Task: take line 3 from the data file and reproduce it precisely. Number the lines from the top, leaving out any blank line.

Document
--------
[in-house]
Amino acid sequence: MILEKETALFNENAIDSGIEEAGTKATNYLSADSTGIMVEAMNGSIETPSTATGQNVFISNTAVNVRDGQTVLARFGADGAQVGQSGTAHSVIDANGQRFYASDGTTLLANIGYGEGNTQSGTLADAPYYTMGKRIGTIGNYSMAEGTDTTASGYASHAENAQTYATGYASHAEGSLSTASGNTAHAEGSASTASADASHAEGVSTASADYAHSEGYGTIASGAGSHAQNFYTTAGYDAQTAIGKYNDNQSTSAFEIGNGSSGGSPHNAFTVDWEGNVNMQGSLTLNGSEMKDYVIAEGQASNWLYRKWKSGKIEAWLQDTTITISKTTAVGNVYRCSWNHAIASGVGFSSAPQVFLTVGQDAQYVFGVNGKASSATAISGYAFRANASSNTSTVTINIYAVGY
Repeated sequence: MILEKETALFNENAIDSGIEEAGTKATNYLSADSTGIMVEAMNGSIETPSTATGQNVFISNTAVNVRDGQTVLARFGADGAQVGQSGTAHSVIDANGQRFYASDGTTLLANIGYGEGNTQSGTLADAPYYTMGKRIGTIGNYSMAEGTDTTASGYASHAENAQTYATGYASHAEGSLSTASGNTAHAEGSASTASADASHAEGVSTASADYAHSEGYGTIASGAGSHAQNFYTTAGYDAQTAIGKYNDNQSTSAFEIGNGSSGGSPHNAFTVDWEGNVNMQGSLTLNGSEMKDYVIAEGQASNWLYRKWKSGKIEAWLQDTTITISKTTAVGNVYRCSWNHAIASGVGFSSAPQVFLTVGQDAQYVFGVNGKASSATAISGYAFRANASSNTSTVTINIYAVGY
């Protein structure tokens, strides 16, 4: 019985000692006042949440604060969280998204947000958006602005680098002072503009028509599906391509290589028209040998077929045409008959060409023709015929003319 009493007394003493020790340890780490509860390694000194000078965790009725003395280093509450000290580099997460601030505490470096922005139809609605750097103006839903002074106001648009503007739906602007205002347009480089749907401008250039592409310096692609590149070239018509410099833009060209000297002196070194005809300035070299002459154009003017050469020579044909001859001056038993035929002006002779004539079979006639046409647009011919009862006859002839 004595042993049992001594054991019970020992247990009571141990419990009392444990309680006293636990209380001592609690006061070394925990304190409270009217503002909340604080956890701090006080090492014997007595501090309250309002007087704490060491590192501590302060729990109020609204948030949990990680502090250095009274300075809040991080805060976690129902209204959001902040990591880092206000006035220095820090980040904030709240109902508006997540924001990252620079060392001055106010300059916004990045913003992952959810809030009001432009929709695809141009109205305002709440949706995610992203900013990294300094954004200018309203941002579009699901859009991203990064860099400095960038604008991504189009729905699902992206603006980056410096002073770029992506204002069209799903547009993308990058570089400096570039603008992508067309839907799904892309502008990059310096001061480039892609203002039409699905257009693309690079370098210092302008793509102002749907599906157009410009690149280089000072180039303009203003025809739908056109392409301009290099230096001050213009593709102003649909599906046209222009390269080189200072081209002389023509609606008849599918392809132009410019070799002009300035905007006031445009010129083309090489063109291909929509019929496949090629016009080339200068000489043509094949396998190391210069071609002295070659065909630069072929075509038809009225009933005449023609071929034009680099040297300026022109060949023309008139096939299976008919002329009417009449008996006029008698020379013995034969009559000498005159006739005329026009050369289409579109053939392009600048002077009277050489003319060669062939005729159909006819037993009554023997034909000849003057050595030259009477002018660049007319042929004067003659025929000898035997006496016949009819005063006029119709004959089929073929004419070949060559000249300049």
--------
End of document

Repeated sequence: MILEKETALFNENAIDSGIEEAGTKATNYLSADSTGIMVEAMNGSIETPSTATGQNVFISNTAVNVRDGQTVLARFGADGAQVGQSGTAHSVIDANGQRFYASDGTTLLANIGYGEGNTQSGTLADAPYYTMGKRIGTIGNYSMAEGTDTTASGYASHAENAQTYATGYASHAEGSLSTASGNTAHAEGSASTASADASHAEGVSTASADYAHSEGYGTIASGAGSHAQNFYTTAGYDAQTAIGKYNDNQSTSAFEIGNGSSGGSPHNAFTVDWEGNVNMQGSLTLNGSEMKDYVIAEGQASNWLYRKWKSGKIEAWLQDTTITISKTTAVGNVYRCSWNHAIASGVGFSSAPQVFLTVGQDAQYVFGVNGKASSATAISGYAFRANASSNTSTVTINIYAVGY